Located west of Bangkok, Kanchanaburi draws visitors to see the famous Bridge on the River Kwai. During World War II, Japanese forces used Allied prisoners of war and Asian labourers to build a rail route between Thailand and Myanmar.
Many died during the railway’s construction, leading to it being known as ‘Death Railway’. Their harrowing story was bought to mass attention in the novel and film named after the bridge. Today, the Bridge on the River Kwai stands as a reminder of this town’s dark history.
Yet you’d be mistaken in thinking this was the only site bringing visitors to Kanchanaburi. Whether you want to learn more about the events that happened here or are looking to experience a little more Thai culture, here’s our guide on what to see in Kanchanaburi.
Located around a 90-minute drive from Kanchanaburi, Hellfire Pass was the largest cutting along the railway’s length. It was also the most deadly, with shifts of 500 prisoners chiselling through solid rock for up to 18 hours each day.
A museum now educates visitors about the site, with a memorial trail following the original rail bend for four kilometres. A free audio guide also provides first-person accounts from survivors and we recommend allowing a few hours to visit both the museum and trail.
Allied War Cemetery
The largest and most visited of Kanchanaburi’s war cemeteries, the Allied War Cemetery holds the graves of close to 7,000 prisoners of war from Australia, the UK and the Netherlands who died during the construction of the railway.
Visitors can come to pay their respects and, although it’s a sobering experience, it’s also an essential part of any tour of Kanchanaburi’s war history. Admission is free and the cemetery is located on or near the main intake camp where prisoners of war were taken when they arrived in Kanchanaburi.
Wat Tham Seua
When you need a break from Kanchanaburi’s more traumatic history, a visit to Wat Tham Seua temple is a must. A striking 18-metre high golden Buddha sits at its centre, surrounded by several different stupas with murals depicting Kanchanaburi’s history.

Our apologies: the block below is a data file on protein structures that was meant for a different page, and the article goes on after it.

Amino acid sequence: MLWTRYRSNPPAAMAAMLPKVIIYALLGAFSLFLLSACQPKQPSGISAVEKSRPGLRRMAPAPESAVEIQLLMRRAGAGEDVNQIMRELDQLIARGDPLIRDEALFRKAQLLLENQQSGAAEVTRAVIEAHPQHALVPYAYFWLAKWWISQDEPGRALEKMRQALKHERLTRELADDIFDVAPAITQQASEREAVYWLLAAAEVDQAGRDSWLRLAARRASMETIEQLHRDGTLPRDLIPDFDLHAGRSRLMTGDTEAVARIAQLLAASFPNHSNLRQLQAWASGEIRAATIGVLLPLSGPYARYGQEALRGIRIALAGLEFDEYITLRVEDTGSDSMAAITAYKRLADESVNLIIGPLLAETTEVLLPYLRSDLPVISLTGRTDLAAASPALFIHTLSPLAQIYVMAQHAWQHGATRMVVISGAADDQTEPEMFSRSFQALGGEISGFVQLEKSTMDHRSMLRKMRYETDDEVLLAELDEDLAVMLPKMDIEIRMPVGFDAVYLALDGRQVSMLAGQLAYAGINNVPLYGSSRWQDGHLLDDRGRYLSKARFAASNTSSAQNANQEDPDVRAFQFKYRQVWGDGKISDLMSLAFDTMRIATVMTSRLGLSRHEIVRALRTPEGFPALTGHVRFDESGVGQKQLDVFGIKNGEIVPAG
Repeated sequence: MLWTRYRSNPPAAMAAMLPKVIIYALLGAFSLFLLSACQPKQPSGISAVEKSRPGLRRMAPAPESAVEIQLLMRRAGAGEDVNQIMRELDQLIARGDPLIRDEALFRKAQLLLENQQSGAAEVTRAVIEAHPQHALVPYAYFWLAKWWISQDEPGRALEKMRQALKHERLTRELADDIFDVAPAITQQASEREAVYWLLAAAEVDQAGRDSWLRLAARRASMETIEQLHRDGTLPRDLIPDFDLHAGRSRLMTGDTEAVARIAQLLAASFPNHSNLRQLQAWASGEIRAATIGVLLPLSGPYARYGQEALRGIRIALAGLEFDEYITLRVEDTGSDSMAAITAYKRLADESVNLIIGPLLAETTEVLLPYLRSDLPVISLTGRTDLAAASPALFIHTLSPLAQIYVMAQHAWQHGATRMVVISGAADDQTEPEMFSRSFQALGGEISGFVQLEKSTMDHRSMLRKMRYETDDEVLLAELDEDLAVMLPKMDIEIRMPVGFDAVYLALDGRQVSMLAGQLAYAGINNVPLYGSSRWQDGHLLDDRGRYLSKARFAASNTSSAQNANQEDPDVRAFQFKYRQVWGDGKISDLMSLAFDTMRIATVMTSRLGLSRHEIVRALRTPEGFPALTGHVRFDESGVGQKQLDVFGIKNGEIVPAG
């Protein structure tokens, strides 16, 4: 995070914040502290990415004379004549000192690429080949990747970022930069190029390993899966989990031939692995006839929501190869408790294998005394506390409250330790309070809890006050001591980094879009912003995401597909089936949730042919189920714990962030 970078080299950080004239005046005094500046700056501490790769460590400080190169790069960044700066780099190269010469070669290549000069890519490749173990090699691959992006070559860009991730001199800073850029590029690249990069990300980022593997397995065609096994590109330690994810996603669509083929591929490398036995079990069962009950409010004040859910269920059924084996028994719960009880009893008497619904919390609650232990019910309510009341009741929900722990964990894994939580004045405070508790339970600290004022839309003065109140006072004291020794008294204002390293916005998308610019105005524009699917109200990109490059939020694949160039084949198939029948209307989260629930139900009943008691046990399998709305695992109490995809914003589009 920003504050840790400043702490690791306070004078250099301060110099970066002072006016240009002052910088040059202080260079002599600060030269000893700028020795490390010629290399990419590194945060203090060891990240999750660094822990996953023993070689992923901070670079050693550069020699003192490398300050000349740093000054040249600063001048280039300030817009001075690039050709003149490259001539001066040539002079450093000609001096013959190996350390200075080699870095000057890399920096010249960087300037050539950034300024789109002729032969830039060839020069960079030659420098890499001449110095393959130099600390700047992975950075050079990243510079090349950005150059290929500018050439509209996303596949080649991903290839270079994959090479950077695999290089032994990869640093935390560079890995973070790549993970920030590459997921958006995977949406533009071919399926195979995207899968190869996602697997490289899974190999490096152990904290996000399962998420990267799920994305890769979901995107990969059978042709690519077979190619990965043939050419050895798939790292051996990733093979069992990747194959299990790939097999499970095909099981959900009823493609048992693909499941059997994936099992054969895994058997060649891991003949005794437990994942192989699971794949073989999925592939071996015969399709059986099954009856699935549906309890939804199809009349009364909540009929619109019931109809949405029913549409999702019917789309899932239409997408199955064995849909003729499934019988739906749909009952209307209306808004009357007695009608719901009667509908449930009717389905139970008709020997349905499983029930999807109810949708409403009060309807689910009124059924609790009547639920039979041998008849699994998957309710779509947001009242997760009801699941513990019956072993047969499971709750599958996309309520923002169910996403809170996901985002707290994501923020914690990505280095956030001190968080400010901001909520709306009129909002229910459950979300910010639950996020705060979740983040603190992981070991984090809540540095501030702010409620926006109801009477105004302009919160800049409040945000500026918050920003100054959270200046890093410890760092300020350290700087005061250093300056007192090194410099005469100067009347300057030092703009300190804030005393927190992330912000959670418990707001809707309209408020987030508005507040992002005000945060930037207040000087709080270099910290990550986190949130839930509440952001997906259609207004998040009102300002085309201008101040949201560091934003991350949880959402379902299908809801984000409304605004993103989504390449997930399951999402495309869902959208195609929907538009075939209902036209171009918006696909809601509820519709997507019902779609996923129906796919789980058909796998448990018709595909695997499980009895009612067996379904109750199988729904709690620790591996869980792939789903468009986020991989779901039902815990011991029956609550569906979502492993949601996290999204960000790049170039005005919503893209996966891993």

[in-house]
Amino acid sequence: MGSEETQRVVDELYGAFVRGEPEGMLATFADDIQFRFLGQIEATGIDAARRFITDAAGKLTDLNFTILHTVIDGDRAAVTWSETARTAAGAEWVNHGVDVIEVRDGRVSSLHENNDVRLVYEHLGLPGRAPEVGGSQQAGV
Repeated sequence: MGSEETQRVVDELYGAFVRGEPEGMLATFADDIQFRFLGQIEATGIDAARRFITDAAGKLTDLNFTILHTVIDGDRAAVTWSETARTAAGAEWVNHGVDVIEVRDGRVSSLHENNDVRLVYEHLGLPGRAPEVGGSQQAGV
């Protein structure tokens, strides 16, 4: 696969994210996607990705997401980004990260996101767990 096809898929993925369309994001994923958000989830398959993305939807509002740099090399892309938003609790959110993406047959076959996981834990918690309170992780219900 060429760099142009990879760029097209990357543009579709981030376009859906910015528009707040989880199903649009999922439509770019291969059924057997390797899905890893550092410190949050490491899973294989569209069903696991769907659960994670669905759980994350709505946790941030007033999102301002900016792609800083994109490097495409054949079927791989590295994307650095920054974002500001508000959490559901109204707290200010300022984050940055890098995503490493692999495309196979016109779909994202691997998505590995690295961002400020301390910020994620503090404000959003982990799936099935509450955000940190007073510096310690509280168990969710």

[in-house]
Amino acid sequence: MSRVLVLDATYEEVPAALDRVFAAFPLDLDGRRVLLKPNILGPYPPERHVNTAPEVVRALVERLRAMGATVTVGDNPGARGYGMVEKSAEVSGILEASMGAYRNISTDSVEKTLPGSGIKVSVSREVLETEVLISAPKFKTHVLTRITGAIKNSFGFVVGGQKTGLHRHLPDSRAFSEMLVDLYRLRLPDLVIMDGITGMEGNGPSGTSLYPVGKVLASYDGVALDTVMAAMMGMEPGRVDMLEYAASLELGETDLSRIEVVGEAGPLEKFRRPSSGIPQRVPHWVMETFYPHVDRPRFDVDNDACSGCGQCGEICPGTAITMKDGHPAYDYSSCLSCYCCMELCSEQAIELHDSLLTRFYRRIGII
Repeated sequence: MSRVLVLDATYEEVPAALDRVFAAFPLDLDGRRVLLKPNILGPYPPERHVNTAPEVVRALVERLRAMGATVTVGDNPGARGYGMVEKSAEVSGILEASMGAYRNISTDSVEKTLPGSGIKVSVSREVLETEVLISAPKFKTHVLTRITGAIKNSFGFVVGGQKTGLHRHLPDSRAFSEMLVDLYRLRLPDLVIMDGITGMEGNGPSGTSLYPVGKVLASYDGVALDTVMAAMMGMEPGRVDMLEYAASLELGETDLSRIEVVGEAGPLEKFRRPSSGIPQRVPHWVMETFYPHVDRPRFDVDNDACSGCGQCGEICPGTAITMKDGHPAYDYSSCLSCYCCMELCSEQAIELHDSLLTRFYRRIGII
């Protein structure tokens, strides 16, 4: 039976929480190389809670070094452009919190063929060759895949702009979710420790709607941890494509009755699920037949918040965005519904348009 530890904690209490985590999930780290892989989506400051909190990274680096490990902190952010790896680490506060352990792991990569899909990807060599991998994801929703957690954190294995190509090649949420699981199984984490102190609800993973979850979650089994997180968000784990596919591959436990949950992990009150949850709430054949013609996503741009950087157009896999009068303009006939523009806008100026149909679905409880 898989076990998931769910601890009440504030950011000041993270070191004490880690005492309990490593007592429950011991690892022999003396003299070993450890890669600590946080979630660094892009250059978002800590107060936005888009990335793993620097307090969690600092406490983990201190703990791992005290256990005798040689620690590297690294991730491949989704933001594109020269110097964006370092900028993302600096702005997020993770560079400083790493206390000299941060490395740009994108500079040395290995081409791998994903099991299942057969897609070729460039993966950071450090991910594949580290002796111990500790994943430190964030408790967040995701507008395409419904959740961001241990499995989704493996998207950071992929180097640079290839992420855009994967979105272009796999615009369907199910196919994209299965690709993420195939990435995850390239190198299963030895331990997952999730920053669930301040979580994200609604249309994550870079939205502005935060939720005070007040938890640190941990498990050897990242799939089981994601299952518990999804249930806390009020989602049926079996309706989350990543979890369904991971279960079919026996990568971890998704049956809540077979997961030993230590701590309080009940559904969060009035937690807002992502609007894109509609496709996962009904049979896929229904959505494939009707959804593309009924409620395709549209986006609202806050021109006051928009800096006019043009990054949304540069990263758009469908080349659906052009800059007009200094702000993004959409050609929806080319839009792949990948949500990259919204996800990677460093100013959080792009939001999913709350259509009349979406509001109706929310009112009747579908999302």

With no public transport to Wat Tham Seua, visitors can reach the temple either by bicycle, taxi or motorbike. As it’s set on a hill, you’ll also enjoy great views from the top.
Wat Ban Tham
The second of Kanchanaburi’s must-see temples, Wat Ban Tham is particularly known for its impressive entrance. A red staircase leads through a colourfully-painted dragon’s mouth, taking you into the large main cave of the temple.
Once inside the dragon’s mouth, you’ll find murals depicting scenes from a classic Thai novel called ‘Khun Chang Khun Phaen’. An iron staircase then continues to a mountaintop chedi, offering fantastic views over the river below.
An easy day trip from Kanchanaburi, Erawan Falls is the undisputed highlight of Erawan National Park. Thought to be one of the most beautiful waterfalls in Thailand, its waters cascade down seven tiers with a two-kilometre walk taking you from the first to the top tier.
Enjoy a swim in the natural emerald pools created by the falls and cool off from the Thai heat. Word of this beautiful spot has spread, so time your visit early in the day to avoid the crowds.
Kanchanaburi Night Markets
Although not as exciting as the night markets of Bangkok, Kanchanaburi’s two open-air night markets are well worth a visit if you have the time. Located by the train and bus stations, they’re perfect for visiting on your way back from Erawan Falls or other day trips.
Known for their delicious cheap eats and clothing, you can enjoy sampling local cuisine and practice your haggling skills. Although open from 6-10pm, the best time to go is after sunset until 9pm to soak up the markets’ atmosphere.